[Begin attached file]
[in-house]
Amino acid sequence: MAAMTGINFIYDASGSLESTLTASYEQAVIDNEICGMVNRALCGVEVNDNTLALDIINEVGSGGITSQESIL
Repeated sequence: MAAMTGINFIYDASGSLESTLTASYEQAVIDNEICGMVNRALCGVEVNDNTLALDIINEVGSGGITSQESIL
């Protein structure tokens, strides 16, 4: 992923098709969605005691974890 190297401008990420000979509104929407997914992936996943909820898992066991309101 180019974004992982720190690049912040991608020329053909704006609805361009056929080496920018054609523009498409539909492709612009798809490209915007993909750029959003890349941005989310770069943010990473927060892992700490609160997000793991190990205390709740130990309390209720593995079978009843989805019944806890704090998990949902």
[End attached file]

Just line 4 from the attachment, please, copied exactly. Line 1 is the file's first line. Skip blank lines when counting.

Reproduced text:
């Protein structure tokens, strides 16, 4: 992923098709969605005691974890 190297401008990420000979509104929407997914992936996943909820898992066991309101 180019974004992982720190690049912040991608020329053909704006609805361009056929080496920018054609523009498409539909492709612009798809490209915007993909750029959003890349941005989310770069943010990473927060892992700490609160997000793991190990205390709740130990309390209720593995079978009843989805019944806890704090998990949902």